Abrogation of Old Covenant laws  

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-The '''Old Testament''' is the Christian term for the [[Hebrew Bible]], a collection of religious writings by [[Israelites|ancient Israelites]] that form the first section of the [[Christian Bible]], to which were added a second collection of writings referred to as the [[New Testament]]. The books included in the Old Testament (the [[Canon of the Old Testament|Old Testament canon]]) varies markedly between [[Christian denominations]]; [[Protestants]] accept only the books of the [[Tanakh|official Jewish Hebrew Bible canon]] as their Old Testament but divide it into 39 books, while [[Catholics]], the [[Eastern Orthodox]], [[Coptic Orthodox Church of Alexandria|Coptic]] and [[Ethiopian church]]es accept a considerably larger collection of writings in their Old Testament canon.+While most [[Christian theology]] reflects the view that [[Biblical law in Christianity|at least some Mosaic Laws have been set aside]] under the [[New Covenant]], there are [[New Covenant Theology|some theology systems]] that view the entire [[Old Covenant|Mosaic or Old Covenant]] as [[Wiktionary:abrogated|abrogated]] in that all of the [[Mosaic Laws]] are set aside for the [[Law of Christ]].
- +
-The [[Authorship of the Old Testament|Old Testament was compiled and edited by various men]] over a period of centuries, with many scholars concluding that the [[Development of the Hebrew Bible canon|Hebrew canon was solidified]] by about the [[3rd century BC]].+
- +
-The books can be broadly divided into several sections: 1) the first five books or [[Torah|Pentateuch (Torah)]], 2) the history books telling the history of the [[Israelite]]s, from their [[conquest of Canaan]] to their [[Babylonian exile|defeat and exile in Babylon]]; 3) the poetic and "[[Sapiential Books|Wisdom]]" books dealing, in various forms, with [[Ethics|questions of good and evil in the world]]; 4) and the [[Nevi'im|books of the biblical prophets]], warning of the consequences of turning away from God.+
 +However, other theologians do not subscribe to this view, believing that the [[Torah|Law]] and the [[Neviim|Prophets]] form the basis of Christian living and [[Christian ethics]], and are therefore not abrogated; rather, they can only be understood in their historical context subsequent to the [[Parousia|advent]] of the [[Messiah]].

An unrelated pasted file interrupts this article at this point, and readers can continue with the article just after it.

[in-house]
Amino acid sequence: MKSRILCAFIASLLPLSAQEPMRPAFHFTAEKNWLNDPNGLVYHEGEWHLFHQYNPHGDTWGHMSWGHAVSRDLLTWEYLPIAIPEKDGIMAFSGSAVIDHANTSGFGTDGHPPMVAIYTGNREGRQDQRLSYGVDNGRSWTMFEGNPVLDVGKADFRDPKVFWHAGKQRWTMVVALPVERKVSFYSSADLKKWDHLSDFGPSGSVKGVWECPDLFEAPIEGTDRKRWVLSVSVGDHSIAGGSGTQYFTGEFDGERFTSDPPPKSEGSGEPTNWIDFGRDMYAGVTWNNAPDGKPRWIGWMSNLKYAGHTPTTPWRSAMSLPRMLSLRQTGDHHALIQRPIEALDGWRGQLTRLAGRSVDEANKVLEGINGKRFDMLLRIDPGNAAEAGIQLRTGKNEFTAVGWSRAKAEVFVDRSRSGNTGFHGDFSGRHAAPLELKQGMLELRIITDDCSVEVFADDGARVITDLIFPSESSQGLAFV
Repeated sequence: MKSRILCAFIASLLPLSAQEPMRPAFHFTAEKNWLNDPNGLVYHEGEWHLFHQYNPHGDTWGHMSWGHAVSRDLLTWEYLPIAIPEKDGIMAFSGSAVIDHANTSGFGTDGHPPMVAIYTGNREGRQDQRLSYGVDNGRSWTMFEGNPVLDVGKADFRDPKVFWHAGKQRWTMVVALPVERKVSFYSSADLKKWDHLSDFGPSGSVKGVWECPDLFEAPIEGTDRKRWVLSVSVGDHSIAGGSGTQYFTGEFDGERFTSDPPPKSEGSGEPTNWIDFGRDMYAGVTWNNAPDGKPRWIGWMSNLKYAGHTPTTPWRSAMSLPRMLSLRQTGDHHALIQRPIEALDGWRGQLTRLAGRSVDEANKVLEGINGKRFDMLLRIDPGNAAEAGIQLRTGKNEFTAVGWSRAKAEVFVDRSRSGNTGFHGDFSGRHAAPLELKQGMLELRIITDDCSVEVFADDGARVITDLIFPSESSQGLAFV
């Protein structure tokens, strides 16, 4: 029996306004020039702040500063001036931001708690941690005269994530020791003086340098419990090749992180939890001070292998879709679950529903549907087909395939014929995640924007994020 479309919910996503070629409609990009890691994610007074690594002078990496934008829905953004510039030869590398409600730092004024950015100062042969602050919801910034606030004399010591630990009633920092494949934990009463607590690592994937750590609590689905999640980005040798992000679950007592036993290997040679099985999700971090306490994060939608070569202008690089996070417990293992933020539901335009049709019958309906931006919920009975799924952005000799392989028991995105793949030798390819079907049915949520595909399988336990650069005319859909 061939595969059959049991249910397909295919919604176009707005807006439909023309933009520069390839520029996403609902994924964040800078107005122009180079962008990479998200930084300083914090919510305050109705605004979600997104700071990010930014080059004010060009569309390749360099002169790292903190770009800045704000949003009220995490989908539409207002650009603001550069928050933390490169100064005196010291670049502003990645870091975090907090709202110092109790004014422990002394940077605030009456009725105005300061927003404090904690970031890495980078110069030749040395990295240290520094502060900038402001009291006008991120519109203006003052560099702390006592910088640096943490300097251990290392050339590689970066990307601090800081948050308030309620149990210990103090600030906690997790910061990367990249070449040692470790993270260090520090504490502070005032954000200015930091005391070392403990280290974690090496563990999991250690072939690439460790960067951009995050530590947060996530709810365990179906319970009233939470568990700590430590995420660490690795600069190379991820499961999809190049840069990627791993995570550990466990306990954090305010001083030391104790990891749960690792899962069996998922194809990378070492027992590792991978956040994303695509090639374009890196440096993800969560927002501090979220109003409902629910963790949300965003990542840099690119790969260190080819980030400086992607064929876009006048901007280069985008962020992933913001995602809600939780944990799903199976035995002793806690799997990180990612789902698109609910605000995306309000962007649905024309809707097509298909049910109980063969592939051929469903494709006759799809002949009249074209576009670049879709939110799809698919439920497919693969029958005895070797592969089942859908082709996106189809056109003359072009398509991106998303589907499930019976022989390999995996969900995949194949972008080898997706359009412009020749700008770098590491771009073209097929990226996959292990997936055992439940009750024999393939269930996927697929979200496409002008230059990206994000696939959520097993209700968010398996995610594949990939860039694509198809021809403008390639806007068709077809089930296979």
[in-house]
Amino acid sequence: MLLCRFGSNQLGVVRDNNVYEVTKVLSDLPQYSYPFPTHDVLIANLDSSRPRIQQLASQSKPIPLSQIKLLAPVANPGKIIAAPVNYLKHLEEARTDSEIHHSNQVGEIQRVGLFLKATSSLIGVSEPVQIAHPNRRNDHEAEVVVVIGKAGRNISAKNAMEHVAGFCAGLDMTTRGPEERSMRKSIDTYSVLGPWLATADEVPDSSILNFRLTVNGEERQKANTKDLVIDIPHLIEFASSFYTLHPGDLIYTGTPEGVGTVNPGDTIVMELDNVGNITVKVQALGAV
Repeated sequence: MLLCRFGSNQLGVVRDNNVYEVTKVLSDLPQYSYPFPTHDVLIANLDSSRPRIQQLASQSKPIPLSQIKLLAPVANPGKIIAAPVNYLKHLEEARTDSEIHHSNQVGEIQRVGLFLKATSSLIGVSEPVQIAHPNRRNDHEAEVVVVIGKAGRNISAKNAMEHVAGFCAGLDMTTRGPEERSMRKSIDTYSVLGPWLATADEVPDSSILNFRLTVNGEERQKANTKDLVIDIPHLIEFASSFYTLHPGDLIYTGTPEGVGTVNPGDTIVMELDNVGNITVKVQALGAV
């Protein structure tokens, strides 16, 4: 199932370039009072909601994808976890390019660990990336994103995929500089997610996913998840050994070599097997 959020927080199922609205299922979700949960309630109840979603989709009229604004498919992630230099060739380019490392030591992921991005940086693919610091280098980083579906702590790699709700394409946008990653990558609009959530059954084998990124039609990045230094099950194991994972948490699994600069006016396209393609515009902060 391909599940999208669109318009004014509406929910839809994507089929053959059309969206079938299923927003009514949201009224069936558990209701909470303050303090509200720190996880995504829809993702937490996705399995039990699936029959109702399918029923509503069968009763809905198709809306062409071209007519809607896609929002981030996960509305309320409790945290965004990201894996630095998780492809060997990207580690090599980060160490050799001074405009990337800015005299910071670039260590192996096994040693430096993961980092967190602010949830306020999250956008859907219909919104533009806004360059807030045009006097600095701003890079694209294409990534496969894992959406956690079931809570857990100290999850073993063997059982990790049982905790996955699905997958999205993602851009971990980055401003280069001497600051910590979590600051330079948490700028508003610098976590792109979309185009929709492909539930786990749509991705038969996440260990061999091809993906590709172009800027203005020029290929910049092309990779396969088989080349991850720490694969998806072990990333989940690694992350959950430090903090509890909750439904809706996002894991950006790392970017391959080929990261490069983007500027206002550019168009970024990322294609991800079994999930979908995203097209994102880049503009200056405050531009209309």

==See also== ==See also==
-* [[Abrogation of Old Covenant laws]]+* [[Biblical law in Christianity]]
-* [[Biblical narratives and the Quran]]+* [[Christian anarchism]]
-* [[Book of Job in Byzantine illuminated manuscripts]]+* [[Christian ethics]]
-* [[Books of the Bible]]+
-* [[Covenant (biblical)]]+
-* [[Expounding of the Law]]+
-* [[Hebrew Bible: Timeline]]+
-* [[Law and Gospel]]+
-* [[List of ancient legal codes]]+
-* [[List of Hebrew Bible manuscripts]]+
-* [[Non-canonical books referenced in the Bible]]+
-* [[Quotations from the Hebrew Bible in the New Testament]]+
-* [[Supersessionism]]+
-== See also== 
-*[[Book of Numbers]]  
-*[[Song of Songs]]  
-*[[List of ancient legal codes]] 
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Kunstformen der Natur (1904) by Ernst Haeckel
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Kunstformen der Natur (1904) by Ernst Haeckel

While most Christian theology reflects the view that at least some Mosaic Laws have been set aside under the New Covenant, there are some theology systems that view the entire Mosaic or Old Covenant as abrogated in that all of the Mosaic Laws are set aside for the Law of Christ.

However, other theologians do not subscribe to this view, believing that the Law and the Prophets form the basis of Christian living and Christian ethics, and are therefore not abrogated; rather, they can only be understood in their historical context subsequent to the advent of the Messiah.

See also




Unless indicated otherwise, the text in this article is either based on Wikipedia article "Abrogation of Old Covenant laws" or another language Wikipedia page thereof used under the terms of the GNU Free Documentation License; or on original research by Jahsonic and friends. See Art and Popular Culture's copyright notice.

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